Major League Baseball and the Players Association unveiled their new Basic Agreement today which, upon the expected approval of the owners and the players, will extend baseball's labor peace another five years. The CBA contains some rather radical changes, including major changes to free agency, the amateur draft, international signings, playoff format, league alignment, interleague play, player compensation and drug testing. Some changes are immediate, while others will be phased in.
Every CBA presents new inefficiencies that can be exploited. I've generally stayed away from the analysis of what the new inefficiencies may be and how they may be exploited because I haven't the time to read the whole agreement right now and I probably couldn't figure them out right away anyway. I'm generally discussing how the CBA affects the White Sox in the immediate future. But I do also spend a lot of words discussing some of the finer details of specifically what is being changed from the old agreement and how this affects baseball generally.
Because the changes are numerous, this is being broken into multiple posts. The first covers the amateur draft and international amateur free agents. The second covers free agency. The third covers everything else.
Commissioner Bud Selig and some of the owners have long sought to control spending on the Rule 4 Draft, otherwise known as the amateur draft. High school players who have graduated, all junior/community college players and four-year college players who have completed their junior years or are 21 years old are eligible for this draft if they are residents of the United States, a United States territory or Canada.
The current method for curbing spending is the Commissioner's office’s "slot recommendations", which provide for a recommended bonus amount for each draft pick. Its name says it all: they're just recommendations. There are no real penalties for going "over slot" other than a stern talking to. Many teams thus ignore the recommendations, although some teams, including the White Sox, do generally adhere to them.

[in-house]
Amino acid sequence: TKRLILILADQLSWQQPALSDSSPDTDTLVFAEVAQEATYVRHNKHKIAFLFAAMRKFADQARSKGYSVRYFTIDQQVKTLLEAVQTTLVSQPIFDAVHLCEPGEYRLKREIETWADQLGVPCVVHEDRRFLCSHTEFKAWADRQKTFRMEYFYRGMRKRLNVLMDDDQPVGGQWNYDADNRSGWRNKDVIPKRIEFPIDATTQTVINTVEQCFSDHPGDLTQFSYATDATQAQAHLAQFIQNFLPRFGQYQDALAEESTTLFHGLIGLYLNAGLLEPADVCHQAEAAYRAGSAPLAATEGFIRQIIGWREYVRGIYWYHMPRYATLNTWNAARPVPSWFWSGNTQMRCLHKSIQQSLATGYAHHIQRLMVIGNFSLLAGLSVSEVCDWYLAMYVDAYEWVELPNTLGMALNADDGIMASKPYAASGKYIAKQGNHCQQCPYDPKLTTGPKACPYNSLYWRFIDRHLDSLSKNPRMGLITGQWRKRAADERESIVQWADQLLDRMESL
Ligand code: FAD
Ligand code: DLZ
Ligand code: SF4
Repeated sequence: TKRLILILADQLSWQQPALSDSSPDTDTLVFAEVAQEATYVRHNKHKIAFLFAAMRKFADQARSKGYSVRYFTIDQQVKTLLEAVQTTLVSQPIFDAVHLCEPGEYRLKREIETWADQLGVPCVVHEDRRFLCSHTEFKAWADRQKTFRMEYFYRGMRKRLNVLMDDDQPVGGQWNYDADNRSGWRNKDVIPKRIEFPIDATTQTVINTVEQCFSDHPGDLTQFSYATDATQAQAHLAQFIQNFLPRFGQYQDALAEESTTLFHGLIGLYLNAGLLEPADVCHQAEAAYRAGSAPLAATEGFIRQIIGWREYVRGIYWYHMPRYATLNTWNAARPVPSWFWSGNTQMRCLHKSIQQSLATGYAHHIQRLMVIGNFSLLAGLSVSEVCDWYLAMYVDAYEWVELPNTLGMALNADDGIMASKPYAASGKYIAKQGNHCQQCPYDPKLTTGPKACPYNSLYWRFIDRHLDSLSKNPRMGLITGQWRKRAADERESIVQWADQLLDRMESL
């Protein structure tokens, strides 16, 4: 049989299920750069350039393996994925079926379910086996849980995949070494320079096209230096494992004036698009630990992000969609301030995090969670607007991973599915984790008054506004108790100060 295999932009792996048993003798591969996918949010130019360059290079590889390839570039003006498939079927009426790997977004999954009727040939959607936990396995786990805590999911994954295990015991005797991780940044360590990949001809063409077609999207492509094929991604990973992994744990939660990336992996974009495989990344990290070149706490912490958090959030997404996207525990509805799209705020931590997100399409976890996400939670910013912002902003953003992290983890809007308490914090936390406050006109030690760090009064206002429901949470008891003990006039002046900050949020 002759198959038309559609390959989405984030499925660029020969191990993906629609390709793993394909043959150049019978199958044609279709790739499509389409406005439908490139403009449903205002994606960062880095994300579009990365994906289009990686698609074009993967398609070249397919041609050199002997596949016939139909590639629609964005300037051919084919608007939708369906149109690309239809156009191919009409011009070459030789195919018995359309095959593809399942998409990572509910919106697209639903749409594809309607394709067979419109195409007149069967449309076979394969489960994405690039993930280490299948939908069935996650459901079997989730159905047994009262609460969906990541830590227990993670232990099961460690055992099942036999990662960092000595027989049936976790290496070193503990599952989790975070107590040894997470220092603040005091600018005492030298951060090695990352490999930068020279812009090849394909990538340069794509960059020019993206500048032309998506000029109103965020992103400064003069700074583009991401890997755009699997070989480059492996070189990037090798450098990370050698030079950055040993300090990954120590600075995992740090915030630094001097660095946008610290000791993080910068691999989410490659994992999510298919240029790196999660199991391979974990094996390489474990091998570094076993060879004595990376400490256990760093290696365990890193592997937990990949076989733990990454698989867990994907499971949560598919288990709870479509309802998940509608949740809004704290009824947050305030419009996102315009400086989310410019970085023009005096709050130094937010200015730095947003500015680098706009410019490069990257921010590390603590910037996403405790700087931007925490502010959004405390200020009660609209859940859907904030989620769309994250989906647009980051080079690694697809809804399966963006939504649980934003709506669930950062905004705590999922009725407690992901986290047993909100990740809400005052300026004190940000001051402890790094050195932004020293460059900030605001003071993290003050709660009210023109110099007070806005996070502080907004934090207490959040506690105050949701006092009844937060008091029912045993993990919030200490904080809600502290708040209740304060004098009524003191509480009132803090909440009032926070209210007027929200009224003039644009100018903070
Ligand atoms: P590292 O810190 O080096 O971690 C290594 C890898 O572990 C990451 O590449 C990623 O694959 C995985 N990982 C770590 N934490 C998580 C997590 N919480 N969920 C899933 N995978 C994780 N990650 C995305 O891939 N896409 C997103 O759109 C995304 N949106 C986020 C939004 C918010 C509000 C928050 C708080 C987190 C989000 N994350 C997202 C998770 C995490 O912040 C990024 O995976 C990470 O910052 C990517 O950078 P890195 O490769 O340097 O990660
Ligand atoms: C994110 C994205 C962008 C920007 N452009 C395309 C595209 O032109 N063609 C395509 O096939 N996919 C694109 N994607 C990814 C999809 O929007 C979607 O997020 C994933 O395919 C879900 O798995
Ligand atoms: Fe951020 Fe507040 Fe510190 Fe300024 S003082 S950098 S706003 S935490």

Selig was particularly irate at the spending in 2011. Though only seven teams had ever spent over $10M on the draft before 2011, ten teams did so in 2011 alone. The Pirates ($17.01M), Nationals ($15M), the Royals ($14.01M), Cubs ($11.95M), Diamondbacks ($11.93M), Rays ($11.48M), Mariners ($11.33M), Padres ($11.02M), Blue Jays ($11 M) and Red Sox ($10.98M) spent eight figures on the draft.
The new system places a cap on the total amount a team can spend in the first 10 rounds of a given draft. The specifics are unclear at this point but it appears the cap will be based upon the 2010 slot recommendations for a given draft position (though if a player signs after the 10th round for more than $100,000, the excess money will go against a team's draft pool).
Each club will be assigned an aggregate "Signing Bonus Pool" prior to each draft. For the purpose of calculating the Signing Bonus Pools, each pick in the first 10 rounds of the draft has been assigned a value. (These values will grow each year with the rate of growth of industry revenue.) A club’s Signing Bonus Pool equals the sum of the values of that club’s selections in the first 10 rounds of the draft.
The Signing Bonus Pools will range from $4.5 million to $11.5 million. The slot recommendations for the first ten rounds of the 2010 draft totaled $133 million, per Jim Callis. I'm still trying to figure out what was spent in the first ten rounds in 2011 (edit: it was $192 million). Based on the Signing Bonus Pools range, it seems like the total pool for all teams will be about $180-$200 million.
This time the rules have some teeth. Clubs exceeding their cap will pay a tax and possibly forfeit future draft picks. Teams that go more than 5% over slot get a 75% tax. From 5-10% over, a 75% tax and loss of 1st-round pick the next year. Go 10-15% over, it's a 100% tax and loss of 1st- and 2nd-round picks. 15% and higher is a 100% tax and loss of two first-round picks.
A strict cap is particularly silly because it presupposes that the talent in a draft is the same every year, which we know to be false. To illustrate, should the Nationals have the same cap in the year when a once in a generation type talent like Bryce Harper is available? But, obviously, the point is to not let the market decide but to place very artificial constraints on spending. It looks like 20 teams went 16% or more over slot in 2011, which would have triggered the 100% tax and the loss of two 1st round picks.
Impact on White Sox